Forest Park No Gloves tournament ebbs and flows with new generations of players

Glory was the story in tourney heyday

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By John Rice

Contributing Reporter

In 1969, man first set foot on the Moon, some concert-goers thought they were on the Moon at Woodstock and Butch Cassidy and the Sundance Kid dominated the box office. It was also the first year that Forest Park hosted an "All Star" 16-inch softball tournament. This competition later evolved into the acclaimed No Glove Nationals Tournament. The 45th annual tournament runs July 25 - 28 at the Park District of Forest Park, 7501 Harrison Street.

The tournament differed in many ways from the present version. It was a single-elimination affair, played on Labor Day weekend, on the Park District's only lighted field. It was restricted to suburban teams and only ten competed. The heavily-favored Maywood Agents defeated the Cinderella Forest Park All Stars on September 1 to become the first champions.

The Forest Park Review article about the tournament didn't mention the final score of the title game but did say it attracted "one of the largest crowds to witness a softball game." The piece was surrounded by ads promoting Sam Zussman's Men's Style Shop, The Pines Steak House and a young Sales Manager for Reich & Becker Realty named Carl A. Schwebl.

The softball bash was the brainchild of Park District Director James Sarno. He named P.E. teacher Fred O'Connor Tournament Director and Marty Popelka coached the Forest Park squad. There were some familiar local names on the roster, Ron Milchoefer, Ken Stange and Ed Phillips.

During its first decade, the tournament started on a Saturday and finished nine days later on a Sunday. Its peak attendance was 15,000 with 5,000 fans for the final championship-round games. Its popularity certainly increased when Chicago teams were invited starting the second year. It attracted all the legendary teams, the Bobcats, Sobies and Bruins.

It was also a Mecca for the game's greatest stars. In 1973 Mike Tallo's Strikers beat Eddie Zolna's Bobcats 9-1 in the title game. Holding the Bobcats to one run was unprecedented. The following year, this same Bobcats team scored 85 runs in five games, before beating the Bruins 23-17 for the title.

One of the most thrilling games in tournament history was when Al Maag's young Baggers lost to the powerhouse Spirits 8-7 in extra-innings.

"I think the most exciting part for a young neighborhood team was to be on center stage at the Wrigley Field of softball," Maag said afterward.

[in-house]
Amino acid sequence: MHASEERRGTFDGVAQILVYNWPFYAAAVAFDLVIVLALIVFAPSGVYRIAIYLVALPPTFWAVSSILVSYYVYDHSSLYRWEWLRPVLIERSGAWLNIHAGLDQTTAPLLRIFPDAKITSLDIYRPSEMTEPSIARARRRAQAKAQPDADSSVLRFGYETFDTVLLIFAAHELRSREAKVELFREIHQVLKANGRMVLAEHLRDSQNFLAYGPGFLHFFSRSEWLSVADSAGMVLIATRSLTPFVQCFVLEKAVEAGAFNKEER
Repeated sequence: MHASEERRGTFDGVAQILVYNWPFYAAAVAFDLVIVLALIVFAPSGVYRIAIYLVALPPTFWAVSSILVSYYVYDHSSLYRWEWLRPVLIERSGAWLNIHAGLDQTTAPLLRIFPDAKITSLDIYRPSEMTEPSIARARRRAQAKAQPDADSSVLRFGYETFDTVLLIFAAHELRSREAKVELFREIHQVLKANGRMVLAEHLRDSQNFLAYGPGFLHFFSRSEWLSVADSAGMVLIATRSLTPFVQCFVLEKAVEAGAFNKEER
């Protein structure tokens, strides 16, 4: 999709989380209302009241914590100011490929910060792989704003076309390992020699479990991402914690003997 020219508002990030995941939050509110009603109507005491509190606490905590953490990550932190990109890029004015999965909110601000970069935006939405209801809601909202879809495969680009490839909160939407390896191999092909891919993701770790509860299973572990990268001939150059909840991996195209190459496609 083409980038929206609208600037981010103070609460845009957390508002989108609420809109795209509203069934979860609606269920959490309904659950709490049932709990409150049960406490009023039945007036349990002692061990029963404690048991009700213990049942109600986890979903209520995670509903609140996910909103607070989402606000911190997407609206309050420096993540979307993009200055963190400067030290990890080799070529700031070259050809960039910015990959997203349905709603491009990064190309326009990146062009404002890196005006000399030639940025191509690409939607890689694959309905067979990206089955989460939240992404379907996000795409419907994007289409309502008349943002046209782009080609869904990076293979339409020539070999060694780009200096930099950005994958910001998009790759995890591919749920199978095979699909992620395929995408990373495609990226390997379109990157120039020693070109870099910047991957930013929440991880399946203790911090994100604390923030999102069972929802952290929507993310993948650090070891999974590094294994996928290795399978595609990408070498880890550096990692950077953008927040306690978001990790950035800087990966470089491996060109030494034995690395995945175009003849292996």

During its heyday, old-timers remember fans standing six-deep all the way around the field. By 1986, however, attendance had dropped. Park District Director Dave Novak reduced the field to 24 teams and made it double elimination, with the champion of the winner's bracket facing the survivor of the loser's bracket for the title. This format became popular with players and fans.

It also produced the most exciting No Gloves comeback of all time. In 1992, Lettuce beat the Splinters to top the winner's bracket. After the Splinters won the loser's bracket, they fell eight runs behind Lettuce in the semi-final game. Splinters pitcher Tom Czarnik, though, held Lettuce in check, while his catcher, John O'Connor, won the game with a three-run homer that sailed into the lawn chairs in left center. The Splinters then blew Lettuce away in the title game.

O'Connor's homer, by the way, flew past the light tower that used to be in left field. In another dramatic game in 2000, Licorice Softball's Mike Tuman hit a 240-foot shot that ricocheted off the scoreboard in center. One of the greatest improvements to the Park and the tournament was relocating the lights and scoreboard to the perimeter of the playing field. Licorice, by the way, scored 16 runs that inning and won 23-10. Their sponsor was radio personality Mike North, who had previously done telecasts of 16-inch softball from the Park.

Forest Park softball games are no longer on TV and many of the old-timers would say 16" softball has declined since 1969. They see the need to grow the game geographically and demographically. North helped get softball into Chicago high schools, while teams from Iowa are invited to the No Gloves. There's also the possibility games will be podcast some day at Tim Maher's www.chicagolandprepreport.com site.

Regardless of the changing fortunes of 16-inch softball, the No Gloves Tournament remains a tradition for players and an annual reunion for thousands of fans. Park District Commissioner John Doss summed it up, "Best competition, best fields, best food, best atmosphere."

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